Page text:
Album Title: 
L'Esprit Des vents
Release Date: 
Friday, March 2, 2018
Review Type: 

Aorlhac are an act from France, and more specific from Auvergne and Aurillac. The band is named after the (old) Occitan name for the city of Aurillac, and must be pronounced as ‘our-yuck’ or something. It’s the Occitan history too that inspires the members, and the rich heritance of this region’s history. Aorlhac were active in between 2007 and 2010, and they started a trilogy about their roots. It started with A La Croisée Des Vents in 2007 (Eisiger Mond Productions, re-release afterwards), and the second chapter was La Cité Des Vents (Those Opposed Records, also re-released afterwards). In that era, the band released a compilation and a split too, but then they did, unfortunately, split up.

Enter 2017. Some of the original members decided to reanimate the band, and soon the work in progress was focusing on the final chapter of the trilogy. Soon it took form, and the mutual exertion results under the name of L’Esprit Des Vents (meaning ‘the spirit of the winds’). It lasts for almost one hour, and gets released in an edition of 1,000 digipack copies via one of my favourite labels from France, Les Acteurs De L’Ombre Productions. There is a vinyl edition too, being a double-LP, via the very same label.

A short notion about the ‘sung’ mother tongue. It’s French, and you will like it or you do not. It has nothing to do with ‘understanding’ (I do not speak Portuguese or Romanian, for example, yet still I can appreciate bands from out there that sing in their mother tongue), but it might bother. However, I think it has something almost exotic in this band’s case – okay, I do understand French too, being a smart human being from Flanders – yet still it sort of fits. Why not, anyway; there are multiple of comparable bands around… Besides, it might invigorate the punkish attitude, which is undeniably present.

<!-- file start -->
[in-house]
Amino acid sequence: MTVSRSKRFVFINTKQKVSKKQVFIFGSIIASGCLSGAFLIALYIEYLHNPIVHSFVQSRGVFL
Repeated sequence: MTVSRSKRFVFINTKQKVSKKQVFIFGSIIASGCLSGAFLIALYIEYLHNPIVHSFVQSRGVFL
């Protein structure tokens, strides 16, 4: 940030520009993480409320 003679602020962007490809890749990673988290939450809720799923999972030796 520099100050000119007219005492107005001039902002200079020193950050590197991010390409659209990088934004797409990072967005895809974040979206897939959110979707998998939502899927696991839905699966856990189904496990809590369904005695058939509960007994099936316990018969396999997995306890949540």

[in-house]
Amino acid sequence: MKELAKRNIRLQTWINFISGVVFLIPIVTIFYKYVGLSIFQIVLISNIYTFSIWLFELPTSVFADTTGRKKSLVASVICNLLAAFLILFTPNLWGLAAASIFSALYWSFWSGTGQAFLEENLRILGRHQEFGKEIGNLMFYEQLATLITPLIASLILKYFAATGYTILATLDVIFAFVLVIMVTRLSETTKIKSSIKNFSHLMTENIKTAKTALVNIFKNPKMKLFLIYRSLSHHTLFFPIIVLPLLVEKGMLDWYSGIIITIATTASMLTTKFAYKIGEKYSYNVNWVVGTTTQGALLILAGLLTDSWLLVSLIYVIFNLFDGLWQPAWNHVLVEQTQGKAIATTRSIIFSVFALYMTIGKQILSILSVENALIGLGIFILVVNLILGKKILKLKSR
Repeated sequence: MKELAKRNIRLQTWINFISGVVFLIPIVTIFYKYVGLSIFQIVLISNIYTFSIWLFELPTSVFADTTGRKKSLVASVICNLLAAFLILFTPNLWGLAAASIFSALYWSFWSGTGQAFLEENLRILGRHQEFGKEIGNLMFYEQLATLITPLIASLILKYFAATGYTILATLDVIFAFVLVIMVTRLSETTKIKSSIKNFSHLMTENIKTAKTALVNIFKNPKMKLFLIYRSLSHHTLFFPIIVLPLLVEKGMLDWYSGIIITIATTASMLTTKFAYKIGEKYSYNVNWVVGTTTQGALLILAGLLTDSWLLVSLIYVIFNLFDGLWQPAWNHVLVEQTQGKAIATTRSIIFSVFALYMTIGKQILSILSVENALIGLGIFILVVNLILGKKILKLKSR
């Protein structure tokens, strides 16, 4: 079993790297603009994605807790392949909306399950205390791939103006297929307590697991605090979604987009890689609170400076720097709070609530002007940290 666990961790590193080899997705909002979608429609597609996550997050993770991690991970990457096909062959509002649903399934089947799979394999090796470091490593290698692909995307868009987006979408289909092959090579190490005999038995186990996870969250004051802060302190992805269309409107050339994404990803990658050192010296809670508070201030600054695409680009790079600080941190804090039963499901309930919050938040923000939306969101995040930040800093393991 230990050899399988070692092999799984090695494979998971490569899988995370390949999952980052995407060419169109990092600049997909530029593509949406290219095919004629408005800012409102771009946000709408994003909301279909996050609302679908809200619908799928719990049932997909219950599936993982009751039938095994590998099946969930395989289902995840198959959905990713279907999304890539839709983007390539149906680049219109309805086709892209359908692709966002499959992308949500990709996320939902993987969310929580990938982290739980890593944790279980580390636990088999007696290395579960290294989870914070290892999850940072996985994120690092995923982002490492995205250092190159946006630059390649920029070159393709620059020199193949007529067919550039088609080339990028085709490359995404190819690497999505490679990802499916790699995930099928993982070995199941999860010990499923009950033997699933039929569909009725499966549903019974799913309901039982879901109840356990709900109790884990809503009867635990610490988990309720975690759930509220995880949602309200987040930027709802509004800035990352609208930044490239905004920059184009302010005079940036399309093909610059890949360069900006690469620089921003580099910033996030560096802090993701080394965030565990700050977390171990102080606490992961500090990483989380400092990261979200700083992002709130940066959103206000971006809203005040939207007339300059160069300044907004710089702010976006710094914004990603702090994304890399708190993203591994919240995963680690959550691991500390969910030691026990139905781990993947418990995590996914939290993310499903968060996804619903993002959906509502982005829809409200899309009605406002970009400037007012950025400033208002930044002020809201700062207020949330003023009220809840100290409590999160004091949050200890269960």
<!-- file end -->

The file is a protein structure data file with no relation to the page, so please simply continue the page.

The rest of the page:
The album, from sonic point, brings rather fast, rhythmic, melodic and traditional Black Metal, brought with a marvellous production. The sound quality is more than decent, with a great equilibrium for all players involved, a lack of irritating background noise, and attention for all individual aspects, gathered as one organic totality. Maybe, just maybe, the vocals might overrule the whole concept from time to time. It’s not any ‘traditional’ form of blackened screams, yet rather an angry form of pissed-off shouting (it does remind me of some grunting Hardcore throat, for what it’s worth). And the prominent artillery drum patterns too might suck too much attention, I think. But eventually, the whole concept remains, because of the many great details: harmonious choirs (enjoy, for example, the bathorian chants in Infame Saurimonde), the epic leads (often of the tremolo-kind, inspiring, intriguing and impressing – from time to time even NWOBHM-oriented, like in Mandrin L’Enfant Perdu), or the nice additions, like the use of bag pipes or Doom-aspects (and, as said before, the use of the French language).

For a Les Acteurs De L’Ombre Productions release, L’Esprit Des Vents is enormously catchy. Epic and melodic, okay, but this material stands (far) away from the obscure approach that characterises most of the other bands involved. Does it matter? Of course it does not; it’s just an objective (and at the same time subjective) remark to make. However, this epic recording constantly grows, surprises, evolves and teases, and the vivid vigour is more than entertaining.